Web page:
2023 McFarland Award and Lecture
3:05 to 4:20 p.m. on Thursday, April 13 in 111 Wartik Lab
““Reflections on a Career in the Polymer Industry””
David M. Simpson, Ph.D.
Polyethylene Products and Applications Development Manager, Exxon Mobil Chemical Company
Simpson will talk about his career experiences during his vast industrial career, highlighting lessons learned, and opportunities.
David M. Simpson, Ph.D. is the polyethylene products and applications development manager for ExxonMobil Chemicals, located in Baytown, Texas.
Simpson started his career in 1993 at Norton Performance Plastics Corporation in Wayne, New Jersey, as a process engineer in the fabrication of fluoropolymer films. In 1994, he moved to Union Carbide Corporation in Bound Brook, New Jersey, in polyethylene product development. He played a key role in understanding polymer composition - structure-property relationships in new polyethylene products. In 1997, he became part of Univation Technologies, a joint venture between Union Carbide and Exxon Chemicals. In that role, he was responsible for new product development and support for technology licensing efforts. In 1999, Simpson joined Quintec Films in Shelbyville, Tennessee, as technical director. At Quintec, Simpson developed novel seven-layer polyethylene film constructions for food packaging and pallet unitization. In 2000, Simpson joined ExxonMobil Chemicals in polyethylene product development. In 2001, he started in a series of commercial roles that included market development, supply chain, product management, and financial planning management. In 2010, he returned to a technical role as the market-facing manager for customer support for North and South America, and in 2013, became the global product development leader for new polyethylene products. In 2021, Simpson moved to product stewardship and regulatory affairs and was named senior polymer advocacy advisor where he works with governments, trade associations, and NGOs to ensure new regulations for polymers are fair, balanced, and science-based.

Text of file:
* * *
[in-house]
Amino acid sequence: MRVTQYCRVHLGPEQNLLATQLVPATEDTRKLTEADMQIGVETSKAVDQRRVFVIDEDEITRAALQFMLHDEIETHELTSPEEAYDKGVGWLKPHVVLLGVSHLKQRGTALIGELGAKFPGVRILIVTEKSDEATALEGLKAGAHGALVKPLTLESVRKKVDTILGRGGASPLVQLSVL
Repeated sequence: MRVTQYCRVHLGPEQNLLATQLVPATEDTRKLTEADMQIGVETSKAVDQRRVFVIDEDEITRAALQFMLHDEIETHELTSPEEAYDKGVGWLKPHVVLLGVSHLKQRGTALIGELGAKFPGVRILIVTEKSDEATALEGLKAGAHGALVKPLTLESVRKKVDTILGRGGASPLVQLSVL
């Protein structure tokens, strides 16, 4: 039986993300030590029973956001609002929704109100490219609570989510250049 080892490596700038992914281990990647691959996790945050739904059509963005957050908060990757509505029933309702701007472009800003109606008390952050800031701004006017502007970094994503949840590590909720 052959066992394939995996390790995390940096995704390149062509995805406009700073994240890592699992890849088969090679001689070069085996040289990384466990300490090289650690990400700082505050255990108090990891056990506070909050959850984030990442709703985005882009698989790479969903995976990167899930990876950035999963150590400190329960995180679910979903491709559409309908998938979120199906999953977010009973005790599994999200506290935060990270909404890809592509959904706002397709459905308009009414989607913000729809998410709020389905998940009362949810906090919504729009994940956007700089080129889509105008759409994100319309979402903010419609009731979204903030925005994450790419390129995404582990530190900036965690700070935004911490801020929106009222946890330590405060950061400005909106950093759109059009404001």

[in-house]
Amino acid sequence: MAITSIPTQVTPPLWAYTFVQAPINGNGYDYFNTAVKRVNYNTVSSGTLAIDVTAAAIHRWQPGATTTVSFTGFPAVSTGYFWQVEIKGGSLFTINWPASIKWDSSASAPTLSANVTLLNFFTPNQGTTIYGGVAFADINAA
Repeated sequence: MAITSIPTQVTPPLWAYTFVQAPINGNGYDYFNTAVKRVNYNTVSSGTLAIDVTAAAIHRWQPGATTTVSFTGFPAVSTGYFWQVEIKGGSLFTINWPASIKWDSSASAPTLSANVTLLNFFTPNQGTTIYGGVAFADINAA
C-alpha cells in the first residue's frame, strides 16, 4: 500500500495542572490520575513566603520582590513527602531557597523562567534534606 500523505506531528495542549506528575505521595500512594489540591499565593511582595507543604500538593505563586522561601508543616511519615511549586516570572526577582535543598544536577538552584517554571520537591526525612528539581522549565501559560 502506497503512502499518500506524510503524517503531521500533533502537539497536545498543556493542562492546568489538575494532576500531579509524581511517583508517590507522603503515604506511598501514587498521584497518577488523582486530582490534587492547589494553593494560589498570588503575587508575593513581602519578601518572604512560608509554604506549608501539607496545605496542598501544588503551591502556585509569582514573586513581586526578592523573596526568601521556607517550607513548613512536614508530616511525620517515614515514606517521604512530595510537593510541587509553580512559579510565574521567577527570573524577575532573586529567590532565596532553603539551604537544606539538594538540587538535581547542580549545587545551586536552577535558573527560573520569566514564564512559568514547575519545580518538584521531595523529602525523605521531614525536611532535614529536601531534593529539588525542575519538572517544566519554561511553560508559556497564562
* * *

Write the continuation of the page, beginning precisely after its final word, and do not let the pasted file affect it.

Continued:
Simpson obtained his bachlor's of science degree (1989), master's of science degree (1991), and Ph.D. (1993) in polymer science from Penn State. His graduate work under Prof. Ian R. Harrison involved processing-structure-property relationships in polyethylene blown films supporting a NASA-funded program in high-altitude balloon films.
The McFarland Lecture is part of the Destinguished Lecture Series sponsored by MatSE each spring.